In this series, Healthcare Design asks leading healthcare design professionals, firms, and owners to tell us what’s got their attention and share some ideas on the subject. Oriana Beaudet is a nurse and vice president of healthcare transformation and clinical leader at Array Architects (Philadelphia). Here, she shares her thoughts on employer-driven healthcare initiatives, artificial intelligence, and the changing role of healthcare professionals.

1. Employer driven health outcomes

Employers are tired of paying for the high cost of care and have started searching for ways to lower costs while improving quality. A Kaiser Family Foundation survey reveals the average cost of health insurance increased 5 percent over the last year, with family insurance coverage averaging $19,500—$14,000 of which was a direct cost to employers. The solution to this cost burden is unclear, but employer-sponsored wellness initiatives have had mixed results. For that reason, the next iteration of employer-driven transformation is the creation of businesses like Haven Healthcareformed by Amazon, Berkshire Hathaway, and JPMorgan Chase to bring together the resources and capabilities of the three companies to create better outcomes, greater satisfaction, and lower costs for employees and families. Walmart, which employs more than 1.5 million people nationwide, has created Centers of Excellence to manage cancer care, orthopedic injuries, and heart surgeries, and has built partnerships with large health systems nationwide to ensure that employees are seeing the best providers possible. This push will create new opportunities for healthcare systems practicing at the highest levels.

2. Artificial intelligence

Increasingly, companies are investing in artificial intelligence (AI) to power everything from voice assistants to translation apps. As it becomes more mainstream, there are enormous opportunities for AI across healthcare. The large-scale datasets owned by healthcare organizations are a huge opportunity for a technology-driven transformation across the industry in areas like precision medicine, population health, financial and operational modeling, and future policy creation. The development of AI will need to include ethical frameworks during the design of this technology to ensure its accuracy.  Although the healthcare industry will have unique barriers to implementing AI due to siloed data caused by interoperability between systems and incomplete datasets across electronic health records, the need to build AI’s healthcare capacity is critical for large-scale population health improvements.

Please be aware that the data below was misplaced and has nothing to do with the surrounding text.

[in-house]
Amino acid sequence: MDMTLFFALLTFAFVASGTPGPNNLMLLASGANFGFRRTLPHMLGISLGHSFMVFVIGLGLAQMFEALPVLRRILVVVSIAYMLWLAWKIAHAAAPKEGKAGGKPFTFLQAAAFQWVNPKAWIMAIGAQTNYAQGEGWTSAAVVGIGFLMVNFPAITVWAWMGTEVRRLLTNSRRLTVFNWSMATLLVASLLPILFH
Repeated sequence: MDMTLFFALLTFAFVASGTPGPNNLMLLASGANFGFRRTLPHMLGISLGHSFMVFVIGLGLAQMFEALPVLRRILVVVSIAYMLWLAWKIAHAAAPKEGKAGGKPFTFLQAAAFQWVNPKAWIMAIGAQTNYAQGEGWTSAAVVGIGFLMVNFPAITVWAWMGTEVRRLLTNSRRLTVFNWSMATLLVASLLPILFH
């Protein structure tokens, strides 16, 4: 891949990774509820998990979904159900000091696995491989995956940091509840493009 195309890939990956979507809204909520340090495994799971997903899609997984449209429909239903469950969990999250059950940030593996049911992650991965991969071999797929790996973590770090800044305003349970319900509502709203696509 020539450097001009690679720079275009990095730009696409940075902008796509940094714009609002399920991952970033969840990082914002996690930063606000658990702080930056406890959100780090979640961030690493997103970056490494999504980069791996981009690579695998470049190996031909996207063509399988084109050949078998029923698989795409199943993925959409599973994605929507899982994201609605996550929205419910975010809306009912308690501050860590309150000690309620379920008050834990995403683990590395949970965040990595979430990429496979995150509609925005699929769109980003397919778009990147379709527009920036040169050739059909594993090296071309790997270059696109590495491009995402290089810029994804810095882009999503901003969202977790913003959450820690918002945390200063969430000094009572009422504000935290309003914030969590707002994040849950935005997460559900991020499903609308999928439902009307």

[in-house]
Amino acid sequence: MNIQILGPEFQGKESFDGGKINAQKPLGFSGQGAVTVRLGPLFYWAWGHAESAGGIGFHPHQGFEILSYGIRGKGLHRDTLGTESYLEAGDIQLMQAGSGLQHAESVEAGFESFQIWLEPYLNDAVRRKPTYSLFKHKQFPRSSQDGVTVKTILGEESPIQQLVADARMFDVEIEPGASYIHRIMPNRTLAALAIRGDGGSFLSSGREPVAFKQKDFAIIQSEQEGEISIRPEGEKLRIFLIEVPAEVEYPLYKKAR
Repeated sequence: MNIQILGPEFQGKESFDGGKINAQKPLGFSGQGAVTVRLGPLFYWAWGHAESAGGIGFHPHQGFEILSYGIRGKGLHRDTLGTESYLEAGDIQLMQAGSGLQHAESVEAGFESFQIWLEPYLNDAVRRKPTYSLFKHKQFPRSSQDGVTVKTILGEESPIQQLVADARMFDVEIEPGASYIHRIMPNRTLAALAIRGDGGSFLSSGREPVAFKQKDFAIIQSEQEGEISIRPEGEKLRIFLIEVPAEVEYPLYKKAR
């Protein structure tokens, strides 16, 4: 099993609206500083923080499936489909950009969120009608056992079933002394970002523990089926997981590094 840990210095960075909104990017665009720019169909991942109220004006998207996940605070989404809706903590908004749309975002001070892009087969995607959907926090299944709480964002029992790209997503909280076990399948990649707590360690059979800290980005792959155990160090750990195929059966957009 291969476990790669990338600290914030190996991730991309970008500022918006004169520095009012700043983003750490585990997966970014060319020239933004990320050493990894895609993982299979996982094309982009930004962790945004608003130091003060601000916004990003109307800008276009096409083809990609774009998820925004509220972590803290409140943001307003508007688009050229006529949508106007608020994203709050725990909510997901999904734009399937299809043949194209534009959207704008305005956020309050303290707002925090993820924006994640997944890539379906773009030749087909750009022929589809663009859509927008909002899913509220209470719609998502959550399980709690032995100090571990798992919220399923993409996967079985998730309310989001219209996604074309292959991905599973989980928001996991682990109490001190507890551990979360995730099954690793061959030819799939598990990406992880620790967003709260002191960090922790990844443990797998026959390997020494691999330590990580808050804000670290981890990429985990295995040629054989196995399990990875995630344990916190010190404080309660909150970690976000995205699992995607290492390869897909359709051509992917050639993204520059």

3. Reimbursement, policy, and public health

Hospitals across the country are experiencing increasing market competition and stricter requirements for reimbursement. This is requiring health systems to focus on future trends across intersecting industries and health policies impacting the revenue cycle. As criteria for inpatient admission becomes more stringent, increasingly complex care cases are being pushed to lower-cost care settings like ambulatory facilities. Accordingly, Centers for Medicare and Medicaid Services’ new payment model, Primary Care First, will increase reimbursement to health systems as they increase the amount of risk they’re able to manage, focusing financial rewards on “improved health outcomes.” These changes will require robust frameworks to ensure continuity of care, system capacity, and access while decreasing emergency department and inpatient admissions. 

4. Redesigning health systems into health ecosystems

As the financial reimbursement models associated with population health and risk continue to expand, we need to start quantifying the partnerships between health systems and community groups. The Commonwealth Fund has a ROI Calculator to help these partners create mutually advantageous financial arrangements for addressing the social determinants of health, which negatively impact communities. Health systems will have to balance non-traditional growth, like Kaiser Permanente’s launch of a tech platform to track the social determinants of health, with the rapid pace of advancement in acute care settings, including higher utilization of technologically-driven surgical and interventional procedures. Redesigning and distributing services across health systems and within their communities is a unique chance for this industry to bring its biggest ideas to the health strata across our country. 

5. Changing role of healthcare professionals

Nurses and medical professionals realize that if we don’t engage in new ways to find solutions for our national and global health challenges, other people will change healthcare without our input. Technology has forever changed healthcare, as evidenced by brick-and-mortar health facilities competing with convenient, user-friendly healthcare experiences created by apps and industry giants. Nurses and healthcare professionals are expanding their training to meet present and future health needs by pursuing non-traditional education and experiences to supplement their backgrounds in science (i.e. angel investing, health startups, climate change, medical device design, computer science) to build new solutions. They have the inside edge with their deep experience, which creates unique opportunities for innovation and transformation. As a nurse, I can wholeheartedly share our profession’s ability to navigate complex systems. Ultimately, the passion healthcare professionals have to serve is extending their reach through broader interdisciplinary partnerships for every community.

Oriana Beaudet, DNP RN, PHN, is the vice president of healthcare transformation and clinical leader at Array Architects.  She can be reached at